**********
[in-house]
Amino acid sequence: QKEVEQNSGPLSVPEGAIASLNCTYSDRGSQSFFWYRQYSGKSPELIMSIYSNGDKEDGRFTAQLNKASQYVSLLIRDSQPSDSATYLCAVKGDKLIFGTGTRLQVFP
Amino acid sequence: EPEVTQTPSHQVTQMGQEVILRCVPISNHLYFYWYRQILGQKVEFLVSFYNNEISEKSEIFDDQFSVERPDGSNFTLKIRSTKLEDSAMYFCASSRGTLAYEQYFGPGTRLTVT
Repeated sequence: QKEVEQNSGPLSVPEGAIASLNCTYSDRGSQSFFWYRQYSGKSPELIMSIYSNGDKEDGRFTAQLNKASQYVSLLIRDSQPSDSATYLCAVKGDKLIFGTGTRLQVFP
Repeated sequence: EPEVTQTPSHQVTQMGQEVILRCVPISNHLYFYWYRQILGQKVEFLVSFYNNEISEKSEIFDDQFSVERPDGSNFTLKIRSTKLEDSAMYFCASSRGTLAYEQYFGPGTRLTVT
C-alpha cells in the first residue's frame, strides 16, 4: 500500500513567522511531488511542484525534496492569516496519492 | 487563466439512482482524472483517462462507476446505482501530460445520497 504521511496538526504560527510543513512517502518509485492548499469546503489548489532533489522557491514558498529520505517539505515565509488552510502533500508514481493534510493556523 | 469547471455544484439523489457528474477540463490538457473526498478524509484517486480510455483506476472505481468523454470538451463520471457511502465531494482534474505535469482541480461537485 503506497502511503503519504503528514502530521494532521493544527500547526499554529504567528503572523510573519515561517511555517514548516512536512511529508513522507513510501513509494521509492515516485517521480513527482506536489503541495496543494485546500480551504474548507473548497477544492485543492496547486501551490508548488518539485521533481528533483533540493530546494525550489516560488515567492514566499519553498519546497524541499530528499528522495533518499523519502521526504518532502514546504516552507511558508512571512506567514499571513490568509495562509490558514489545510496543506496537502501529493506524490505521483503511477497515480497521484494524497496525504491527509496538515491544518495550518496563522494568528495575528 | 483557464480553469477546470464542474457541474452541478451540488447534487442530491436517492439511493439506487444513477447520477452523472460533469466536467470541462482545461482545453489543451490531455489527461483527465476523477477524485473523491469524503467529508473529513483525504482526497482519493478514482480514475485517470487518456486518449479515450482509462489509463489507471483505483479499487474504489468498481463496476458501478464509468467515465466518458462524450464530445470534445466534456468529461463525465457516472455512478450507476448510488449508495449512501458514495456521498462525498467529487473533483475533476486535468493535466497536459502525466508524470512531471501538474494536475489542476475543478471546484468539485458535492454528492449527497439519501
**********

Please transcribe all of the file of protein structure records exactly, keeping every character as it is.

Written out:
[in-house]
Amino acid sequence: QKEVEQNSGPLSVPEGAIASLNCTYSDRGSQSFFWYRQYSGKSPELIMSIYSNGDKEDGRFTAQLNKASQYVSLLIRDSQPSDSATYLCAVKGDKLIFGTGTRLQVFP
Amino acid sequence: EPEVTQTPSHQVTQMGQEVILRCVPISNHLYFYWYRQILGQKVEFLVSFYNNEISEKSEIFDDQFSVERPDGSNFTLKIRSTKLEDSAMYFCASSRGTLAYEQYFGPGTRLTVT
Repeated sequence: QKEVEQNSGPLSVPEGAIASLNCTYSDRGSQSFFWYRQYSGKSPELIMSIYSNGDKEDGRFTAQLNKASQYVSLLIRDSQPSDSATYLCAVKGDKLIFGTGTRLQVFP
Repeated sequence: EPEVTQTPSHQVTQMGQEVILRCVPISNHLYFYWYRQILGQKVEFLVSFYNNEISEKSEIFDDQFSVERPDGSNFTLKIRSTKLEDSAMYFCASSRGTLAYEQYFGPGTRLTVT
C-alpha cells in the first residue's frame, strides 16, 4: 500500500513567522511531488511542484525534496492569516496519492 | 487563466439512482482524472483517462462507476446505482501530460445520497 504521511496538526504560527510543513512517502518509485492548499469546503489548489532533489522557491514558498529520505517539505515565509488552510502533500508514481493534510493556523 | 469547471455544484439523489457528474477540463490538457473526498478524509484517486480510455483506476472505481468523454470538451463520471457511502465531494482534474505535469482541480461537485 503506497502511503503519504503528514502530521494532521493544527500547526499554529504567528503572523510573519515561517511555517514548516512536512511529508513522507513510501513509494521509492515516485517521480513527482506536489503541495496543494485546500480551504474548507473548497477544492485543492496547486501551490508548488518539485521533481528533483533540493530546494525550489516560488515567492514566499519553498519546497524541499530528499528522495533518499523519502521526504518532502514546504516552507511558508512571512506567514499571513490568509495562509490558514489545510496543506496537502501529493506524490505521483503511477497515480497521484494524497496525504491527509496538515491544518495550518496563522494568528495575528 | 483557464480553469477546470464542474457541474452541478451540488447534487442530491436517492439511493439506487444513477447520477452523472460533469466536467470541462482545461482545453489543451490531455489527461483527465476523477477524485473523491469524503467529508473529513483525504482526497482519493478514482480514475485517470487518456486518449479515450482509462489509463489507471483505483479499487474504489468498481463496476458501478464509468467515465466518458462524450464530445470534445466534456468529461463525465457516472455512478450507476448510488449508495449512501458514495456521498462525498467529487473533483475533476486535468493535466497536459502525466508524470512531471501538474494536475489542476475543478471546484468539485458535492454528492449527497439519501